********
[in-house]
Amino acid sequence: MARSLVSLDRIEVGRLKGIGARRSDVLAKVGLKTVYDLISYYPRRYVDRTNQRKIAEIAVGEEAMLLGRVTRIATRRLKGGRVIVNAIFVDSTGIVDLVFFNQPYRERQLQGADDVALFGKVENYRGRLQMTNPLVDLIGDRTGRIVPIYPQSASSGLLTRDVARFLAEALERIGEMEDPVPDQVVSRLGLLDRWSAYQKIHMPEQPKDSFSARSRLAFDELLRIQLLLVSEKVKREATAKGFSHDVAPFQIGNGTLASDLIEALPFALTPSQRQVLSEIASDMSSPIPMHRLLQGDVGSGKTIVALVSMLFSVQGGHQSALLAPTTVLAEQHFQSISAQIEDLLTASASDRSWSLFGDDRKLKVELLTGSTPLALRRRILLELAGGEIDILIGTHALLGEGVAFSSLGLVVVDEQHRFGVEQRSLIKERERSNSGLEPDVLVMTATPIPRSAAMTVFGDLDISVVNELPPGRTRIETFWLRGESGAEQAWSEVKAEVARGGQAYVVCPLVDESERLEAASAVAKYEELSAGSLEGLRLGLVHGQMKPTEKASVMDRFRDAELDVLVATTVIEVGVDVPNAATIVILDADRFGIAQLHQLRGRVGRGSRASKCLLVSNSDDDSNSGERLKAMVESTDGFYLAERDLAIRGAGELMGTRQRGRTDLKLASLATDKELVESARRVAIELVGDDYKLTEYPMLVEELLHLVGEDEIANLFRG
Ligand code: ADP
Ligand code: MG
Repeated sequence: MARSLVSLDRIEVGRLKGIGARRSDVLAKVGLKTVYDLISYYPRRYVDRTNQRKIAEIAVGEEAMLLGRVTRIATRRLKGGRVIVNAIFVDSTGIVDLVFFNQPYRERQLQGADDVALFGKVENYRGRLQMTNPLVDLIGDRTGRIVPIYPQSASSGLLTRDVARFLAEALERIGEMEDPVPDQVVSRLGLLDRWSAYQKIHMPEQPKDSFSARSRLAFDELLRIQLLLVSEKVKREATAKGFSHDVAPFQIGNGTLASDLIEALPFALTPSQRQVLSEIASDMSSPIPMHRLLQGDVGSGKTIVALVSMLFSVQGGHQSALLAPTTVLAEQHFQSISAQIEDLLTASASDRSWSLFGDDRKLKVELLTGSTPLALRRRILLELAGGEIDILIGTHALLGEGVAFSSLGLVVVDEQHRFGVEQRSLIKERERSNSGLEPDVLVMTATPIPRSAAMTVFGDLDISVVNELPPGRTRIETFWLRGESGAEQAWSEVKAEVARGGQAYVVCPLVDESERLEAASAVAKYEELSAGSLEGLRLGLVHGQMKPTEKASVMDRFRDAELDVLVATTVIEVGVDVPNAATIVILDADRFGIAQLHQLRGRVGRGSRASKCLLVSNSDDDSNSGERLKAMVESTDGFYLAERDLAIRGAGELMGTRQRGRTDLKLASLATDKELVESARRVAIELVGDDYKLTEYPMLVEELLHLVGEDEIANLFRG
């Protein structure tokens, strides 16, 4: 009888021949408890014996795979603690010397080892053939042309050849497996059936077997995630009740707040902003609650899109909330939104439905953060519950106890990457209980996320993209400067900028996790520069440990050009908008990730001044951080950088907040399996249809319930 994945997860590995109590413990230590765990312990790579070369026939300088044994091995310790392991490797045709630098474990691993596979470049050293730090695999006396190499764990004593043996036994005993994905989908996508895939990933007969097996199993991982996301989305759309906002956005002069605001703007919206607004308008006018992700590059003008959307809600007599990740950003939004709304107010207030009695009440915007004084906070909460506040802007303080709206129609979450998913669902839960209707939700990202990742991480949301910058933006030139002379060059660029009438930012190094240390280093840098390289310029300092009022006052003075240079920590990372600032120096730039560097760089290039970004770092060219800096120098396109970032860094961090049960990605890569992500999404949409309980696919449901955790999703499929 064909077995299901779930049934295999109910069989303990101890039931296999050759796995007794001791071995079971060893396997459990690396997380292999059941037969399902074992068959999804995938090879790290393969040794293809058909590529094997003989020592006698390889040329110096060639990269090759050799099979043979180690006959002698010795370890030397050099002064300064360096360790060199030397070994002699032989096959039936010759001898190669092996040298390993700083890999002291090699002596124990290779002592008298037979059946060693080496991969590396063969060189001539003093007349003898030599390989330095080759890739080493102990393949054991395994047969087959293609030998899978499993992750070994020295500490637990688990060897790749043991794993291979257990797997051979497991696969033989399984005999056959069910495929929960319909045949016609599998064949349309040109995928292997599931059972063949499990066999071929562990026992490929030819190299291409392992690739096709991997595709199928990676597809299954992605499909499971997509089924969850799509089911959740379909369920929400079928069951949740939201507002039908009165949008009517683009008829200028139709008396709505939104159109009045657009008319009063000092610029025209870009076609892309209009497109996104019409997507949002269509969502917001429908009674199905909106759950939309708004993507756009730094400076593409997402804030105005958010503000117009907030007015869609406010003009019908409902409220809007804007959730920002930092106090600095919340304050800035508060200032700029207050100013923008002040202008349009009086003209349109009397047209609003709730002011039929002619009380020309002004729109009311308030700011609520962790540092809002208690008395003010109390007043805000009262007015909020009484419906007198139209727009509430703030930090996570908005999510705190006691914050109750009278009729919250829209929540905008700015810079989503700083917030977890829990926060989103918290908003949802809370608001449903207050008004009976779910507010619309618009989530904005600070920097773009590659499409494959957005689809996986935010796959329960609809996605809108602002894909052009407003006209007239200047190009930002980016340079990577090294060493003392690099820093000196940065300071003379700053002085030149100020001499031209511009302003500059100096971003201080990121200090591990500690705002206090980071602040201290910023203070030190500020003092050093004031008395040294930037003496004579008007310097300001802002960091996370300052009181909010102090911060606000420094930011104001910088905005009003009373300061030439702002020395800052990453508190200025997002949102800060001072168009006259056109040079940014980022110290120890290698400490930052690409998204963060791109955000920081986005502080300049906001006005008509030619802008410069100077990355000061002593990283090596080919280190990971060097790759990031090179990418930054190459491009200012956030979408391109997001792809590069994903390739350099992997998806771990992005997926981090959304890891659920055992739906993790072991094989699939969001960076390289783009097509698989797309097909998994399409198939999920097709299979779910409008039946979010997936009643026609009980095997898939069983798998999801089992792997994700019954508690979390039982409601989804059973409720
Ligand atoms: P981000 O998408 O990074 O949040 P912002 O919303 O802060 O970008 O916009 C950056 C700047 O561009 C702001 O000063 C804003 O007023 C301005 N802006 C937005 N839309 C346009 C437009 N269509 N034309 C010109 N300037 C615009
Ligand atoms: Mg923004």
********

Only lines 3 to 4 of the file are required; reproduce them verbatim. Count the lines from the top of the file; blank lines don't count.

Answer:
Ligand code: ADP
Ligand code: MG